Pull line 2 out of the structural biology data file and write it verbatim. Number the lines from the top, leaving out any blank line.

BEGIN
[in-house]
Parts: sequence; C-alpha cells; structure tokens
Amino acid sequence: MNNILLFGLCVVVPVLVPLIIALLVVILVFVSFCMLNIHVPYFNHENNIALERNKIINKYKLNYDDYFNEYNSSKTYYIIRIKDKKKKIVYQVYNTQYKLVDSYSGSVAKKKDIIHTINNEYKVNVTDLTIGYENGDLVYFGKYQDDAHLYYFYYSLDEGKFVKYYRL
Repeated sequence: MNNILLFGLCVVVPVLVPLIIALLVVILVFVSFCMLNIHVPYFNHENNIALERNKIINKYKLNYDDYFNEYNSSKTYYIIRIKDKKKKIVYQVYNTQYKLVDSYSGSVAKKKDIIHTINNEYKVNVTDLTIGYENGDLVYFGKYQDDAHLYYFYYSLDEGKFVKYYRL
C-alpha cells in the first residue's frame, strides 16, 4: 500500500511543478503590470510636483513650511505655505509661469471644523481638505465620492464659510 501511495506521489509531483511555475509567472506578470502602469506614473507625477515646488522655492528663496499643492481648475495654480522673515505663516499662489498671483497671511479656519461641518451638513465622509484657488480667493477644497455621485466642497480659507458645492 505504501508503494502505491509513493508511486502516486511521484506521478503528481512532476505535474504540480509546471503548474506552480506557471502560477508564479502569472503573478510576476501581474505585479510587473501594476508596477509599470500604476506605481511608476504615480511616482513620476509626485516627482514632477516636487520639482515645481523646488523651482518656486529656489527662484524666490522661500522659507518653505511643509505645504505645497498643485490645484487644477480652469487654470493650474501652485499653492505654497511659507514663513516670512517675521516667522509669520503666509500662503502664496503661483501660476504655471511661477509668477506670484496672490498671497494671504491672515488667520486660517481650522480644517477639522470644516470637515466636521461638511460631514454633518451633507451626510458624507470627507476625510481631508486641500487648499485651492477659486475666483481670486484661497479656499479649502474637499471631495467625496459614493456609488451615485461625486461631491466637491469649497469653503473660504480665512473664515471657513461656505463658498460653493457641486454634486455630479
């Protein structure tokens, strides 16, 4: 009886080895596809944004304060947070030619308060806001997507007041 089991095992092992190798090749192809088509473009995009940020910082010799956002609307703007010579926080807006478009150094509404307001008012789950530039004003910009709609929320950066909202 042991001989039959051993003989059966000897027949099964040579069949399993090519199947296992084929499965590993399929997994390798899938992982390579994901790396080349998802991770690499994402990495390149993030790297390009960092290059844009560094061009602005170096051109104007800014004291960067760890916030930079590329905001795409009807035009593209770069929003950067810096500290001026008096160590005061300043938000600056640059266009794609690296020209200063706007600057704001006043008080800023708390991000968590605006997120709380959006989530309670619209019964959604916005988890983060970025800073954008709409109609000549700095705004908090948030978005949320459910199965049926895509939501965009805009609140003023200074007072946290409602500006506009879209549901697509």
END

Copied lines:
Parts: sequence; C-alpha cells; structure tokens